Back to King Charles and the Cop27 in Egypt to which the government is reluctant to allow him to go. The problem is that his views on the environment are well known and his presence there will have political significance and the King is now said to be keen to be seen to be neutral. The other point is that we may well support his presence in Egypt because we applaud and support his views on the question of the environment. But if we support him in that, how can we object to some of his other views such as his somewhat doubtful opinions on education and as we have mentioned, his dotty views on homeopathy.

Perhaps it was a pity that there were no monarchists present in the debate to promote their cause and the continuation of the status quo.

Part two was on the question ‘is neoliberalism dead?’ inspired by the recent non-budget by the Chancellor and the speech by Liz Truss at the Conservative party conference in Birmingham. This belief, basically around the idea of a small state, low taxes and reduced regimes of regulation saw the light of day in the Thatcher/Reagan years but it was assumed it had largely died at the time of the financial crash. Yet here it was, live and well, at the party conference.

Some thought it was dead. They felt that although there were some ideologues around, the general public has moved on. More were in favour today of government intervention. Some were even happy with higher taxes and were keen to see some of the poorly performing utilities renationalised – the water companies most obviously. The negative reaction to the budget was also heartening some thought. It would seem the government was out of touch with what people were thinking.

The debate moved on to more economic considerations and one of the long-identified problems of the British economy – short-termism and the unavailability of long-term risk capital – a problem identified by Macmillan when Chancellor before the war. Could the ‘green new deal’ replace neoliberalism and see greater investment in the economy by the state? Perhaps this could be linked to more localism. Green ideas were popular with the young it was noted.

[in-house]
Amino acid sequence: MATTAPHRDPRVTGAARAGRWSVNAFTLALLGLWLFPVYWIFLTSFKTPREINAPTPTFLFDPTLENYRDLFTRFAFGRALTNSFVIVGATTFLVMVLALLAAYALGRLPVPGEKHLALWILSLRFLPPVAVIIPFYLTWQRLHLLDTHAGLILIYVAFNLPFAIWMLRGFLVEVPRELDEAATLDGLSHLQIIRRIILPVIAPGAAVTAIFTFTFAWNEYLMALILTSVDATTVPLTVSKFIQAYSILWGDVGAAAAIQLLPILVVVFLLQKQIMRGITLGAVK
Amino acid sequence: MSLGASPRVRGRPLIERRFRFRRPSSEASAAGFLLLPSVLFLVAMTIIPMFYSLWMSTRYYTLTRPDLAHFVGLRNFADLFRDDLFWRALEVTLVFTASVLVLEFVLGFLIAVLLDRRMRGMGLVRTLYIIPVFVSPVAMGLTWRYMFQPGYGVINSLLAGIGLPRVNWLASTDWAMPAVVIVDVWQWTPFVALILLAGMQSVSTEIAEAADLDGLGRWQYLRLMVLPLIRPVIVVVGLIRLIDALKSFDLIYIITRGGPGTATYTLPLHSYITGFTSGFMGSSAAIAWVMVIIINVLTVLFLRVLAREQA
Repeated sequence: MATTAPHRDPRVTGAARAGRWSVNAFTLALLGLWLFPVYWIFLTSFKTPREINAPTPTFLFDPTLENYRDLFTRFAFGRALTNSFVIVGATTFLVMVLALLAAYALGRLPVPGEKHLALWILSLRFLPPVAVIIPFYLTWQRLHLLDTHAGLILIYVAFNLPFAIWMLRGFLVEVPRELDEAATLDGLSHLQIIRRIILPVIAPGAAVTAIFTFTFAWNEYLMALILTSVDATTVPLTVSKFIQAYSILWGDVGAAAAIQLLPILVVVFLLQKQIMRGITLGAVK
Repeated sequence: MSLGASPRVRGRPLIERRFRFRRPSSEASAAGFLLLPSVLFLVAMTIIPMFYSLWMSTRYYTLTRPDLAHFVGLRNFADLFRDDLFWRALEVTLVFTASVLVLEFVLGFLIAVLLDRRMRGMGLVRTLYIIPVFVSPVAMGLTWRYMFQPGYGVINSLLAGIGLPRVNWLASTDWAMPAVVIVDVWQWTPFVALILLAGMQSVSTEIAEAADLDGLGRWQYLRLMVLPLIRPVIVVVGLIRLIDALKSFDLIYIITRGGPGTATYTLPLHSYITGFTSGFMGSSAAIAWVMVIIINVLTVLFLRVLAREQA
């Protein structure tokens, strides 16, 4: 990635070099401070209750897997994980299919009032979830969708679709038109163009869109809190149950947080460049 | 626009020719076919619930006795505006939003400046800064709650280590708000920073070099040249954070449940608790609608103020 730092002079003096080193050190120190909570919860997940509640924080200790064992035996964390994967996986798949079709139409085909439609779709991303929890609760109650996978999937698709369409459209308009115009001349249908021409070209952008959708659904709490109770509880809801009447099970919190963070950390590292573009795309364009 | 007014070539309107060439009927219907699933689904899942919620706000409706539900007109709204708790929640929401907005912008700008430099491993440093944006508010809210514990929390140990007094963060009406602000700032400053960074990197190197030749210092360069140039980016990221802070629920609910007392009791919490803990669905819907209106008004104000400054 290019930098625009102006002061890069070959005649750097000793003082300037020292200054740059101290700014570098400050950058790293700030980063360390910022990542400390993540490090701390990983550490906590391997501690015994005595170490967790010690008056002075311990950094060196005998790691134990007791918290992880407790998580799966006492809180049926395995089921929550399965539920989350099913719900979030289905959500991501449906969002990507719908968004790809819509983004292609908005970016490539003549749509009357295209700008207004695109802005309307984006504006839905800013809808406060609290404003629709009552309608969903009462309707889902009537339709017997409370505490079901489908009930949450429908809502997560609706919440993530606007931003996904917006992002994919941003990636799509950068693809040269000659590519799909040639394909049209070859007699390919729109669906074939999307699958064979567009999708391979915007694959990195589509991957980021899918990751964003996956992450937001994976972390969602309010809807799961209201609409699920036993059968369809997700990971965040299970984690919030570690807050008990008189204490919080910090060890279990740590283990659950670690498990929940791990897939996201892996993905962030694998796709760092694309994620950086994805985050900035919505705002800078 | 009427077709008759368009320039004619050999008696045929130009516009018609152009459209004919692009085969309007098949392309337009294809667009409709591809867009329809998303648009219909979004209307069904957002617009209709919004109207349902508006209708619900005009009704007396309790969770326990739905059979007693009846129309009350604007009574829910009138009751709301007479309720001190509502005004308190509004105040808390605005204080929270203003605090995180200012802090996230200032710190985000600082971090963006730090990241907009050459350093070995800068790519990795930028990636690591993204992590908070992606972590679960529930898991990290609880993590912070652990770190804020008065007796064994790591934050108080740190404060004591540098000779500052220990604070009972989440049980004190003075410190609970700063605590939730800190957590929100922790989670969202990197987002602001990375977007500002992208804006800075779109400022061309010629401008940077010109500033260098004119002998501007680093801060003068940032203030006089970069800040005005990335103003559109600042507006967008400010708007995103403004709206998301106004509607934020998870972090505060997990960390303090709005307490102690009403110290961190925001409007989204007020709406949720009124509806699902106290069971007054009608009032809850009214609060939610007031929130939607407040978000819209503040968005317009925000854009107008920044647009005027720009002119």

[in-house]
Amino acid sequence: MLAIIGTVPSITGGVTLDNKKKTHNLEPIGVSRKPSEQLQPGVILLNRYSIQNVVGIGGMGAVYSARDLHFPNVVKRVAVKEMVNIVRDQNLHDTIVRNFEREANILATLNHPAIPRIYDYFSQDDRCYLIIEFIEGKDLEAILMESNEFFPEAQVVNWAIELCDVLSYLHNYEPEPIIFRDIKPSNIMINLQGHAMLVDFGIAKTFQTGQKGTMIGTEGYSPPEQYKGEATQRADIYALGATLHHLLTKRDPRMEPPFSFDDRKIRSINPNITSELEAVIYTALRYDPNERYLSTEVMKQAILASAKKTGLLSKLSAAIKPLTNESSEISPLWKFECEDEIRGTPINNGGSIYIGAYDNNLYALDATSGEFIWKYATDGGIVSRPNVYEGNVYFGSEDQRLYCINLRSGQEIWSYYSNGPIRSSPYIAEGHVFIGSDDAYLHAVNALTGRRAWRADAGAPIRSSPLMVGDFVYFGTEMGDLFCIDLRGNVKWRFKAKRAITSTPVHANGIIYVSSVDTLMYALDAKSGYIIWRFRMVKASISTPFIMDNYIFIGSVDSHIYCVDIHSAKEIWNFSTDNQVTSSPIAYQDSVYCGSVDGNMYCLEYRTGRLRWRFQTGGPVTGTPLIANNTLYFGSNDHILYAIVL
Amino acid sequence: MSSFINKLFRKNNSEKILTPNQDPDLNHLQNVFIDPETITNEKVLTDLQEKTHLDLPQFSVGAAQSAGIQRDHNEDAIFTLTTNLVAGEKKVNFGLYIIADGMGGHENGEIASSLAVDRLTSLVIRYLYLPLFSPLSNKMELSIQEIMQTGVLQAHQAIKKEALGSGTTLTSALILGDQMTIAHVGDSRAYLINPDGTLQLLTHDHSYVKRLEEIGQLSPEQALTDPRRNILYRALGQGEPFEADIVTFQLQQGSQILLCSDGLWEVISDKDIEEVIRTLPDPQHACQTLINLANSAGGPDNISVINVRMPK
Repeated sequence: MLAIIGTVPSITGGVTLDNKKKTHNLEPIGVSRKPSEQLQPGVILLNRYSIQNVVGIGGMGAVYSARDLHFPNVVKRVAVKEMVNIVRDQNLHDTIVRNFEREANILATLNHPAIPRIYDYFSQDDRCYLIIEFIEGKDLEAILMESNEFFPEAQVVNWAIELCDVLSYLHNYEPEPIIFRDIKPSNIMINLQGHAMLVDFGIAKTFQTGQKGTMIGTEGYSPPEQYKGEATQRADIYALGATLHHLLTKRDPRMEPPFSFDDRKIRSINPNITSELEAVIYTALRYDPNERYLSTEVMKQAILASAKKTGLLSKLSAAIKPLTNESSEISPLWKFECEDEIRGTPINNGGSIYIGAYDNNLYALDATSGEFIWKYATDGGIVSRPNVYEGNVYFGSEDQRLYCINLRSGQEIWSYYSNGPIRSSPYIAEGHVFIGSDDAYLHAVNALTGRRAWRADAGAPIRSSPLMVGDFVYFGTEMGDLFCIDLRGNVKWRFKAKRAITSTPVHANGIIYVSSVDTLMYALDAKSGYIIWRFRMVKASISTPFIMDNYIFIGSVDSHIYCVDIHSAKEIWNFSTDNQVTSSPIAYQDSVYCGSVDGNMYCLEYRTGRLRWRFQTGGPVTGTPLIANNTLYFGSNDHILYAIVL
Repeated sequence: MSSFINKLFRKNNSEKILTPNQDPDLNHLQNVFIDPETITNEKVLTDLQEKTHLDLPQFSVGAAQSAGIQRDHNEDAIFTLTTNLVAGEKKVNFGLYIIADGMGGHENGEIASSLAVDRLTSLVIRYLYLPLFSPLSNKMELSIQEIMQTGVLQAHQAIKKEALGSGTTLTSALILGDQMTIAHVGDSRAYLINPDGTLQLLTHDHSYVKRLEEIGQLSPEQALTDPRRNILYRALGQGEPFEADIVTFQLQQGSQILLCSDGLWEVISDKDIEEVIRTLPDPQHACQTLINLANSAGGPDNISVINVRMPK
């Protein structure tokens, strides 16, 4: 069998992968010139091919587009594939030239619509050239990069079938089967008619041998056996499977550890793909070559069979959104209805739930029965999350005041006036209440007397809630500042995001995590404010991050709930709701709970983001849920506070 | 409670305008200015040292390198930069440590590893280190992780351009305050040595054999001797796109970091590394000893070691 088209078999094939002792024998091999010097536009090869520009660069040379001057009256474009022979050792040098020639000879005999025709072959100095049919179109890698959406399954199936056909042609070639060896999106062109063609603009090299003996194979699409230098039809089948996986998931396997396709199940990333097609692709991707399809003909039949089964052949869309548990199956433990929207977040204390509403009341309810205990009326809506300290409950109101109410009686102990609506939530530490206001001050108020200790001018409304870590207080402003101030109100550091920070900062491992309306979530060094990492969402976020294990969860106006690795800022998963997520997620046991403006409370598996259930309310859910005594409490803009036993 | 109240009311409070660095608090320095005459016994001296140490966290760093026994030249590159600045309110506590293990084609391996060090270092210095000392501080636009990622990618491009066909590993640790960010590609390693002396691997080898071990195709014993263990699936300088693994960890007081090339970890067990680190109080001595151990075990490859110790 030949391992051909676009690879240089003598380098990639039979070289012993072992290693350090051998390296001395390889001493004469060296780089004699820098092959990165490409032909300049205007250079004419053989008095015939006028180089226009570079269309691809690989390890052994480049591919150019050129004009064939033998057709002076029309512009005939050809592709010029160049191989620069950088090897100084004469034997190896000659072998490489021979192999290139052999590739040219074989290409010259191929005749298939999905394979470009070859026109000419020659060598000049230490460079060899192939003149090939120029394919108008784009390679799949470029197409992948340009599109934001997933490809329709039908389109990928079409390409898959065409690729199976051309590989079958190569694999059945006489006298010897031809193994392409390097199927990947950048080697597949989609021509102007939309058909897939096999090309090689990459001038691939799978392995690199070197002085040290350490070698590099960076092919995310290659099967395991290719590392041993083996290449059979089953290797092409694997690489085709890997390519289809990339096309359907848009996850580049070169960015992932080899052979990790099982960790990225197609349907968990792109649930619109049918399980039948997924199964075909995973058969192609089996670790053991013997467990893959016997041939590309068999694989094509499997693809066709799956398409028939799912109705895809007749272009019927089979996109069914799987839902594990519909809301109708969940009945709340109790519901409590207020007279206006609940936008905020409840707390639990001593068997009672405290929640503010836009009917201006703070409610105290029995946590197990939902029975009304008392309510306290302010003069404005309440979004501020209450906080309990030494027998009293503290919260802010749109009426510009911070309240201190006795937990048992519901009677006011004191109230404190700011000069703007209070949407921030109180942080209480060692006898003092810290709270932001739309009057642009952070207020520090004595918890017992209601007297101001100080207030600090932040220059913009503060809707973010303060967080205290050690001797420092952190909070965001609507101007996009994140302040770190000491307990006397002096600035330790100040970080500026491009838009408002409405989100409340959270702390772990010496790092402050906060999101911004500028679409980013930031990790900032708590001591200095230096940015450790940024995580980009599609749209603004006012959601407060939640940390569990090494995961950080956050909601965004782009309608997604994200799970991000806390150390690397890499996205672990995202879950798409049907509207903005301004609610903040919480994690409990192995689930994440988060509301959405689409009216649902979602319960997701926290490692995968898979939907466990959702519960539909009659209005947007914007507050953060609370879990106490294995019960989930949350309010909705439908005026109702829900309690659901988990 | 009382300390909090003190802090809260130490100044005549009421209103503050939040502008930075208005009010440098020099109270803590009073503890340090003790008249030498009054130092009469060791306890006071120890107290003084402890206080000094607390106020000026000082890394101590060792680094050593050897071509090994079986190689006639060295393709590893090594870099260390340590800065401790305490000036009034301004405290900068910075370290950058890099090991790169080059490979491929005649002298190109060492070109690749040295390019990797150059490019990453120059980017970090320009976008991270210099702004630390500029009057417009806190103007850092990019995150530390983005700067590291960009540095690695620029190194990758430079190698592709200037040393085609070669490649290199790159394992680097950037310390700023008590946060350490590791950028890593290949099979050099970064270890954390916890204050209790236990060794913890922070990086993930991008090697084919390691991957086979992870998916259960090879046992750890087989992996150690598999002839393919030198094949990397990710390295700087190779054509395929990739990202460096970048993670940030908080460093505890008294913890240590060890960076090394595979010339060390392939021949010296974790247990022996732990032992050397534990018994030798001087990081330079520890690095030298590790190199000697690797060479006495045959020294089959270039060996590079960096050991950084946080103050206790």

One of the ideas to re-emerge recently was that of trickle down. This was behind the proposals to reduce taxes on the rich (subsequently abandoned) and the ending of controls over bankers’ bonuses. The idea was that the more wealth created, the more it ‘trickled down’ through the economy for the benefit of all. The problem is it didn’t work. It merely increases income inequality. The wealthy don’t spend all their wealth and are able to afford sophisticated tax advice to enable them to protect it, to avoid taxation and for it to be moved offshore. A more useful concept was trickle up since the middle classes and below spend a higher proportion of their income thus benefiting the economy. We briefly touched on the circulation of money at this point.

We touched on issues such as the creation of money, the Thatcher era ideas from Milton Friedman of the Chicago school which argued all you needed to do was control the money supply an idea which so divided the party at the time. It was clear there was a lot of ignorance around and pointed to the need for better education of the public. Politicians were able to come up with hare brained ideas and get elected largely because so many did not understand how the economy worked.

Peter Curbishley